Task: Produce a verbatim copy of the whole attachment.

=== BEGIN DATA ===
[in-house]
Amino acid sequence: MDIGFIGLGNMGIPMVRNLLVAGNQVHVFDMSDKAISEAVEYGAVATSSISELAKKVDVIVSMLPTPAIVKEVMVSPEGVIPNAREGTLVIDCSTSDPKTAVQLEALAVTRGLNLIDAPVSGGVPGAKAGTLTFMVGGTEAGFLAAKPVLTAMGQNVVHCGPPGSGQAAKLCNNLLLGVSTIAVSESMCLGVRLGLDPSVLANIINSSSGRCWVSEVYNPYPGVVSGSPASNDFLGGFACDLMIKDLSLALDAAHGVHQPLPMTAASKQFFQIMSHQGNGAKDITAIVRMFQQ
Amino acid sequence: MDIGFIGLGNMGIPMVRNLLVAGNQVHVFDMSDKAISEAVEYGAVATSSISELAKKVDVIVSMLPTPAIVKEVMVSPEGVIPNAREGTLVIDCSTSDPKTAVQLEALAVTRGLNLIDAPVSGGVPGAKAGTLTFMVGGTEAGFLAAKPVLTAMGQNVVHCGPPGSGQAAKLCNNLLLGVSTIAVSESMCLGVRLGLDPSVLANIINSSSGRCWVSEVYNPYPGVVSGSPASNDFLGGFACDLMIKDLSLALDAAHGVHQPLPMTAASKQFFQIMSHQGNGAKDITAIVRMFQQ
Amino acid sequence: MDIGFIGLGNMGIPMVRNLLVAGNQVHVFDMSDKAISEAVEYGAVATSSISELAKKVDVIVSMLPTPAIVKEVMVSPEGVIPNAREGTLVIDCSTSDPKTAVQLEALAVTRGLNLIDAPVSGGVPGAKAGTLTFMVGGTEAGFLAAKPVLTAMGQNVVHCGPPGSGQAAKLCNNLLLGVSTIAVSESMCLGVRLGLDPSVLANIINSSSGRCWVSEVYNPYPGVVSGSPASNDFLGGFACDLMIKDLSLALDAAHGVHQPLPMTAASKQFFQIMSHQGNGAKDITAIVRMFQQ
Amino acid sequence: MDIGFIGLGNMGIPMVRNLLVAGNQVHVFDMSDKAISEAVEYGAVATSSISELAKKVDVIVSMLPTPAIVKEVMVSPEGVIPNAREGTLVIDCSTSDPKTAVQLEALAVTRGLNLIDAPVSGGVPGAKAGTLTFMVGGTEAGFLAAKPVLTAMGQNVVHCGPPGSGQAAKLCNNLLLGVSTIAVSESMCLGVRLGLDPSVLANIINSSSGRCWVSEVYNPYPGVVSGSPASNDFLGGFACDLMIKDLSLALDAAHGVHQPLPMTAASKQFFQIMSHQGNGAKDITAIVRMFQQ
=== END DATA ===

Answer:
[in-house]
Amino acid sequence: MDIGFIGLGNMGIPMVRNLLVAGNQVHVFDMSDKAISEAVEYGAVATSSISELAKKVDVIVSMLPTPAIVKEVMVSPEGVIPNAREGTLVIDCSTSDPKTAVQLEALAVTRGLNLIDAPVSGGVPGAKAGTLTFMVGGTEAGFLAAKPVLTAMGQNVVHCGPPGSGQAAKLCNNLLLGVSTIAVSESMCLGVRLGLDPSVLANIINSSSGRCWVSEVYNPYPGVVSGSPASNDFLGGFACDLMIKDLSLALDAAHGVHQPLPMTAASKQFFQIMSHQGNGAKDITAIVRMFQQ
Amino acid sequence: MDIGFIGLGNMGIPMVRNLLVAGNQVHVFDMSDKAISEAVEYGAVATSSISELAKKVDVIVSMLPTPAIVKEVMVSPEGVIPNAREGTLVIDCSTSDPKTAVQLEALAVTRGLNLIDAPVSGGVPGAKAGTLTFMVGGTEAGFLAAKPVLTAMGQNVVHCGPPGSGQAAKLCNNLLLGVSTIAVSESMCLGVRLGLDPSVLANIINSSSGRCWVSEVYNPYPGVVSGSPASNDFLGGFACDLMIKDLSLALDAAHGVHQPLPMTAASKQFFQIMSHQGNGAKDITAIVRMFQQ
Amino acid sequence: MDIGFIGLGNMGIPMVRNLLVAGNQVHVFDMSDKAISEAVEYGAVATSSISELAKKVDVIVSMLPTPAIVKEVMVSPEGVIPNAREGTLVIDCSTSDPKTAVQLEALAVTRGLNLIDAPVSGGVPGAKAGTLTFMVGGTEAGFLAAKPVLTAMGQNVVHCGPPGSGQAAKLCNNLLLGVSTIAVSESMCLGVRLGLDPSVLANIINSSSGRCWVSEVYNPYPGVVSGSPASNDFLGGFACDLMIKDLSLALDAAHGVHQPLPMTAASKQFFQIMSHQGNGAKDITAIVRMFQQ
Amino acid sequence: MDIGFIGLGNMGIPMVRNLLVAGNQVHVFDMSDKAISEAVEYGAVATSSISELAKKVDVIVSMLPTPAIVKEVMVSPEGVIPNAREGTLVIDCSTSDPKTAVQLEALAVTRGLNLIDAPVSGGVPGAKAGTLTFMVGGTEAGFLAAKPVLTAMGQNVVHCGPPGSGQAAKLCNNLLLGVSTIAVSESMCLGVRLGLDPSVLANIINSSSGRCWVSEVYNPYPGVVSGSPASNDFLGGFACDLMIKDLSLALDAAHGVHQPLPMTAASKQFFQIMSHQGNGAKDITAIVRMFQQ